keith waddington ©1987-98




Keith Waddington

L. Groening

Engl. 470F/4

20 4 94

The Myth Making Machine

Any analysis of Canadian narrative poetry which builds its foundation upon the manliness of genre is likely to prove a rickety-rackety configuration liable to tumble at the slightest whispered wind of reason. This is not to say that such edifice cannot be imagined, but that their existence would reflect supreme casuistry and rhetoric and preconception rather than the work they attempt to investigate. [1] If we examine primary texts with something more of an open mind, if we avoid selective analysis which reshapes their shape to fit rigid prefabricated frameworks, then we might perhaps do justice to both truth and the texts themselves. Accordingly, when we examine the representation of native in several Canadian narrative poems, the picture we see is not one filtered by a dubious masculine genre; rather, it is demonstrative of two things: firstly, and most obviously, the intrinsic nature of each respective poem--the intent of the author; secondly, when we view the works collectively, we find, to all intents and purposes, a myth making machine.

A clear connection between the classical epic and the long narrative poems of nineteenth century Canada can fairly be made--a fact particularly noticeable in Oliver Goldsmith’s The Rising Village. It is, of course, the Vergilian secondary epic which most shows its influence, but this influence is manifest more as a traditional imperative than a structural formula. The Rising Village demonstrates by its invocation of the muse the essential difference. “Do thou, to thy fond relative impart/Some portion of thy sweet poetic art.” (2) The muse, in this case, is actually, “Thou dear companion of my early years”(2)--a relative; thus, what was once spirit is made flesh and blood. Similarly, the high hero’s of Homer and particularly Vergil, aided and related to the gods, are reduced to the everyman whose lofty connection and assistance comes rather from England. [2] If we see then The Rising Village as a modest The Aeneid, vastly reduced and reshaped, then the rising village itself becomes a humble recast of the rising Rome. In this general reductionism, it is not surprising that the realm of the mythical antagonist is peopled not by The Furies, Allecto nor the flying Harpies, but by the “wandering savages.”(3)

It is mainly by diction and juxtaposition of images that Goldsmith’s mythogenesis of natives takes place.

Till morning comes, and then is made no more
The shouts of man, or beasts appalling roar;
The wandering Indian turns another way,
And brutes avoid the first approach of day.(4)

Here we see native’s first associated with “beasts” by juxtaposition, but also by their shared habit of night activity. The connection becomes stronger when “brutes,” which seems to describe the native, actually refers, according to the logic of the parallel sentence structure, to the beast. But it is by associating the native to night that Goldsmith creates not simply a primitive man but a mythical creature robed in the sinister supernatural. To infer that Goldsmith portrays natives merely as nocturnal in their despicable habits, is to suggest that Stoker [3] simply imagined a night flying bat. The supernatural quality of the mythical native is expressed more overtly when we find:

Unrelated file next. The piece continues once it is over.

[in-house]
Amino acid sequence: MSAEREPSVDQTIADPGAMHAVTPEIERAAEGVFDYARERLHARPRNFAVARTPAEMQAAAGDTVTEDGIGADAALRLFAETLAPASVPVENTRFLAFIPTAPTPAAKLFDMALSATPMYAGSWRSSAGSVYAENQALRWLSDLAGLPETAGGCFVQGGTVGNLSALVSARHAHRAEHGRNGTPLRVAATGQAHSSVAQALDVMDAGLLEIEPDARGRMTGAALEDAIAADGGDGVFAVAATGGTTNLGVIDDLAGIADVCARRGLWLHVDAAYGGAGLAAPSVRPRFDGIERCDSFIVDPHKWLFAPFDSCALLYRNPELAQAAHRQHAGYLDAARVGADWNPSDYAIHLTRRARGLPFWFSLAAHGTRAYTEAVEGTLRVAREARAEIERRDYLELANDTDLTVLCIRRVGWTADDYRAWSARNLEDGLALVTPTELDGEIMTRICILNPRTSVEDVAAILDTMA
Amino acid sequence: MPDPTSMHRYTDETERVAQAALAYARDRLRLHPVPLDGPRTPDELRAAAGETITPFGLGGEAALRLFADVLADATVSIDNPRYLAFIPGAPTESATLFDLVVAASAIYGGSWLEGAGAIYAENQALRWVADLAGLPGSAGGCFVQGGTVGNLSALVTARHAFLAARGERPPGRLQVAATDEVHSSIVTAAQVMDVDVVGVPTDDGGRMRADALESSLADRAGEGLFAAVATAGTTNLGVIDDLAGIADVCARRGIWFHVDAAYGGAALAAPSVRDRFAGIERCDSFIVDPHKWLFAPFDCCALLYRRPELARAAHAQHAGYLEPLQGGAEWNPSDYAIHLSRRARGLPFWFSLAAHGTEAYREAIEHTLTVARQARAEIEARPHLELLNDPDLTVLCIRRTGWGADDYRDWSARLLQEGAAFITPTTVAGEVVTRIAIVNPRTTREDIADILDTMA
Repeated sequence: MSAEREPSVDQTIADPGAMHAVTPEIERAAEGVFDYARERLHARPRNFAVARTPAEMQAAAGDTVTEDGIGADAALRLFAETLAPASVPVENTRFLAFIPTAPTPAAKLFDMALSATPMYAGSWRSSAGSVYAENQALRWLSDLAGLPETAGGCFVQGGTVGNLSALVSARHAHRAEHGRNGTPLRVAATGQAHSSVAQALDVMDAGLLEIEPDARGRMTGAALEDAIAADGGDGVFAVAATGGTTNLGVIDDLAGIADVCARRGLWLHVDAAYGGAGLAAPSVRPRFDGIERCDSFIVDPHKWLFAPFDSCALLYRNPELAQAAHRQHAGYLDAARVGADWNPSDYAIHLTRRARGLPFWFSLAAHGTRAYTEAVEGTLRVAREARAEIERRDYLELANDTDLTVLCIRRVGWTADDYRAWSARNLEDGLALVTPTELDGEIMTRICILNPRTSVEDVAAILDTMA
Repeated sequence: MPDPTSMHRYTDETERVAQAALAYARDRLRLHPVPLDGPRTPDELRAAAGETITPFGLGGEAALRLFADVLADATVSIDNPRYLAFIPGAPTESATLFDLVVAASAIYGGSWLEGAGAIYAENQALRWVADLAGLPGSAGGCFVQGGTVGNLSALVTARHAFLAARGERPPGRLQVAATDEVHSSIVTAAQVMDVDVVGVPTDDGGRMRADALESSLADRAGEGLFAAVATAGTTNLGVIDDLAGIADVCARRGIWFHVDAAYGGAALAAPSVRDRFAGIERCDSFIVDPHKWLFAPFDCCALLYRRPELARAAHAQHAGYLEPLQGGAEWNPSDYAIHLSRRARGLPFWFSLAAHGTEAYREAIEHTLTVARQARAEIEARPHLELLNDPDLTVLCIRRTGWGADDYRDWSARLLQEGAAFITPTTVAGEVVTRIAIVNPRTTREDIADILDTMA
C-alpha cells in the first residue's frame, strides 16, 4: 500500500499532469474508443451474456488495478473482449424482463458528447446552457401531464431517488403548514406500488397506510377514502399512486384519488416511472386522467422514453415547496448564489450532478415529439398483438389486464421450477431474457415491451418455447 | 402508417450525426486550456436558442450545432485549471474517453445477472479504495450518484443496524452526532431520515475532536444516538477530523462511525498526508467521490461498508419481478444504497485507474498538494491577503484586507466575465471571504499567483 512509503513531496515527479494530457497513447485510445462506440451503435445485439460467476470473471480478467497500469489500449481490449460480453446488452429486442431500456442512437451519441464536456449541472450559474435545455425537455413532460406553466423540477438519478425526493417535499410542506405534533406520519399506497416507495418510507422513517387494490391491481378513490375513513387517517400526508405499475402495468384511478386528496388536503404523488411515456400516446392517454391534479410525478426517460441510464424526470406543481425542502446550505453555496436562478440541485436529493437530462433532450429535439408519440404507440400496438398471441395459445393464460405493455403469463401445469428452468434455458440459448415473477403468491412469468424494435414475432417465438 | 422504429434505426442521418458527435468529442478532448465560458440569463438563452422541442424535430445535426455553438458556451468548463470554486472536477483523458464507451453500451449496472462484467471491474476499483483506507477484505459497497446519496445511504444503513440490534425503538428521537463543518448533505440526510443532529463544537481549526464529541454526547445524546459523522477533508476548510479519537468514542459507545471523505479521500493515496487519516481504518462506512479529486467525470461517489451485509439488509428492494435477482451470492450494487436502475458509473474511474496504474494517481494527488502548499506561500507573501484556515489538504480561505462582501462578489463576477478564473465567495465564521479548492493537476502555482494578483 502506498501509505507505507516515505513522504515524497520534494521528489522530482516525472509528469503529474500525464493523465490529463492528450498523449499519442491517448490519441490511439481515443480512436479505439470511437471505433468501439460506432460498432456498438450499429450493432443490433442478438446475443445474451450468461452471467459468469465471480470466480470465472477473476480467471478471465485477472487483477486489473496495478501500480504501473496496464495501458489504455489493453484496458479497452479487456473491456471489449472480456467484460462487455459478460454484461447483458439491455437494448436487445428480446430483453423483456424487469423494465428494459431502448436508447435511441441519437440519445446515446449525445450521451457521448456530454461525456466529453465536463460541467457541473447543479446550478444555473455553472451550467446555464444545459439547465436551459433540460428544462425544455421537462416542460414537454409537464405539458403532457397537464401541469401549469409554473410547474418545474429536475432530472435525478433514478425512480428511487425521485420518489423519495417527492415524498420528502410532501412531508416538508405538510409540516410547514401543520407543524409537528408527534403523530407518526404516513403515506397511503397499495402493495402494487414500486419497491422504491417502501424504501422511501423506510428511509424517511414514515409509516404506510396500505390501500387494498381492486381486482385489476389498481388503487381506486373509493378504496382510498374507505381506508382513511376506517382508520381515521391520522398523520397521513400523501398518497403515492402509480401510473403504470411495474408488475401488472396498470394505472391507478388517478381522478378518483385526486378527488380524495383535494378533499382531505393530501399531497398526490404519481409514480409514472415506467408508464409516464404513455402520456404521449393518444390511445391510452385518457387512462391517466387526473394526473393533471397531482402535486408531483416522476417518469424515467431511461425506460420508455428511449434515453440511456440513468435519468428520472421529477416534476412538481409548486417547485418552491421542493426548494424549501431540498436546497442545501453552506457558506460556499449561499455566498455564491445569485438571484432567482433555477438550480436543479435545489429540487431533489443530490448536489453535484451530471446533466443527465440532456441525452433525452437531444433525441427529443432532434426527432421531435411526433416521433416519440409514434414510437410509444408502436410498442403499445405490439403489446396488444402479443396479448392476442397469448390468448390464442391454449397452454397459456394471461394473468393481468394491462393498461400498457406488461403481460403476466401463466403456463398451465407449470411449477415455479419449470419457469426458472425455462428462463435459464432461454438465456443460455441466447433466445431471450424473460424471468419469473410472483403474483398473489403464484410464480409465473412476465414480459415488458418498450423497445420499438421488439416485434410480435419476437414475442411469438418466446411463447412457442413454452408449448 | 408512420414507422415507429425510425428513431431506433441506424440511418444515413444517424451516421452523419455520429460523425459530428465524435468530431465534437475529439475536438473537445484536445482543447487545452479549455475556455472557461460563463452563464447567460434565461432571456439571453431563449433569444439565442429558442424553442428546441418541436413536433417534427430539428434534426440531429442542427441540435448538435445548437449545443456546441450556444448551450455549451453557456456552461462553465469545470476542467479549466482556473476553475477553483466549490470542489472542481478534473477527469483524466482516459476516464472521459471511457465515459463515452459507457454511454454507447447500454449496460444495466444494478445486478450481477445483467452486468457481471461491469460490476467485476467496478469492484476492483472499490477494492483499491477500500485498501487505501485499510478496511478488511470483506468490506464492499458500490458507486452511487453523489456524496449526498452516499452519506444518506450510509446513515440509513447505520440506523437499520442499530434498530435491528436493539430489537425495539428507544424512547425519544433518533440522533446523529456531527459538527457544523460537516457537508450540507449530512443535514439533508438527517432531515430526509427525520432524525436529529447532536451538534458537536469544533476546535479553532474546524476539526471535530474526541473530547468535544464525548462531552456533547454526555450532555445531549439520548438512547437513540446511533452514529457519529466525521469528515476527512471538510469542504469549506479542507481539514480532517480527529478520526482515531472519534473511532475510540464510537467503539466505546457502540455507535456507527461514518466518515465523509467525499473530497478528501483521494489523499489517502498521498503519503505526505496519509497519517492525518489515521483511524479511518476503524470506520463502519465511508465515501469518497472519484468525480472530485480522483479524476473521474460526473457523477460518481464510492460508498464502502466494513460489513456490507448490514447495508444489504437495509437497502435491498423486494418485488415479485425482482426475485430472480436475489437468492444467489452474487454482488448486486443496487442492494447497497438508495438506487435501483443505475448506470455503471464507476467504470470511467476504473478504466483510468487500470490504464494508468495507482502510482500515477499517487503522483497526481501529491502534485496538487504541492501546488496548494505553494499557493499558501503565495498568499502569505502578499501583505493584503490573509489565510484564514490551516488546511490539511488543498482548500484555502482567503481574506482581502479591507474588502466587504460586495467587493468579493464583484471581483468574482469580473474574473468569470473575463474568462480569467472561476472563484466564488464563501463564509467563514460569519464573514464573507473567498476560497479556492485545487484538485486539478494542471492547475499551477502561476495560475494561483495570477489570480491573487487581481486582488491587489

Whilst every hut affords another friend.
And now, behold! his bold aggressors fly
To seek their prey beneath some other sky;
Resign the haunts
they can maintain no more.(4) (my italics)

The juxtaposing of Indian and beast, the blending of one with the other by diction which suits one but ostensibly describes the other, is repeated in identical manner towards the poem’s conclusion:

Not fifty Summers yet have blessed thy clime,
How short a period in the page of time!
Since savage tribes, with terror in their train,
Rushed o’er thy fields, and ravaged all thy plain.
But some few years have rolled in haste away
Since, through thy vales, the fearless beast of pray,
With dismal yell and loud appalling cry,
Proclaimed his midnight reign of terror nigh. (13)

Such sentiments  as “what noble courage . . . /How great the ardour . . ./and braved the perils of the stormy seas,”(3) underline the Vergilian influence, and this, in small part, explains the mythical qualities of the antagonists.

Since darkness is the realm of the bestial native, it seems entirely appropriate to see, as the poem draws to a close, night and day being used as a metaphor for Canada’s progress.

And as the sun, with gentle dawning ray,
From night’s dull bosom wakes . . .
So may thy years increase, thy glories rise (14)

Day has no place for creatures of the night, and they are thus vanquished, to exist only as mythical monsters of darker days.